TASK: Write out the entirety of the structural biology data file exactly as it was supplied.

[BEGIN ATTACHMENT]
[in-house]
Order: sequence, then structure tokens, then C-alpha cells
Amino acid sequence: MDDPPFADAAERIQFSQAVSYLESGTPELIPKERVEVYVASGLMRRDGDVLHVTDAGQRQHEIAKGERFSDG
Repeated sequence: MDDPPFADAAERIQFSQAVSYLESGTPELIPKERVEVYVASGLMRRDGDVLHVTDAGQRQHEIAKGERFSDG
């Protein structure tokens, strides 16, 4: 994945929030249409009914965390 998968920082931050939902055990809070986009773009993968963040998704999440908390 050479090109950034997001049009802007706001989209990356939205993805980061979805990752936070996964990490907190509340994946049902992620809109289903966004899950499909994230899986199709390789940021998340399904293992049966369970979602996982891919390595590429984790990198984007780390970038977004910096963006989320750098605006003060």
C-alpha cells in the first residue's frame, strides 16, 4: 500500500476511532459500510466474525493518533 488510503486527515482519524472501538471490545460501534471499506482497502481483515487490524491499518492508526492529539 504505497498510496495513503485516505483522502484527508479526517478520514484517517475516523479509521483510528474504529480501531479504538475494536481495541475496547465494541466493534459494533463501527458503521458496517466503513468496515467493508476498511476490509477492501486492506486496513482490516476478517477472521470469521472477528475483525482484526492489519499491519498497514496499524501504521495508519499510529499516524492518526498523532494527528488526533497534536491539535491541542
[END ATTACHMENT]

[in-house]
Order: sequence, then structure tokens, then C-alpha cells
Amino acid sequence: MDDPPFADAAERIQFSQAVSYLESGTPELIPKERVEVYVASGLMRRDGDVLHVTDAGQRQHEIAKGERFSDG
Repeated sequence: MDDPPFADAAERIQFSQAVSYLESGTPELIPKERVEVYVASGLMRRDGDVLHVTDAGQRQHEIAKGERFSDG
């Protein structure tokens, strides 16, 4: 994945929030249409009914965390 998968920082931050939902055990809070986009773009993968963040998704999440908390 050479090109950034997001049009802007706001989209990356939205993805980061979805990752936070996964990490907190509340994946049902992620809109289903966004899950499909994230899986199709390789940021998340399904293992049966369970979602996982891919390595590429984790990198984007780390970038977004910096963006989320750098605006003060």
C-alpha cells in the first residue's frame, strides 16, 4: 500500500476511532459500510466474525493518533 488510503486527515482519524472501538471490545460501534471499506482497502481483515487490524491499518492508526492529539 504505497498510496495513503485516505483522502484527508479526517478520514484517517475516523479509521483510528474504529480501531479504538475494536481495541475496547465494541466493534459494533463501527458503521458496517466503513468496515467493508476498511476490509477492501486492506486496513482490516476478517477472521470469521472477528475483525482484526492489519499491519498497514496499524501504521495508519499510529499516524492518526498523532494527528488526533497534536491539535491541542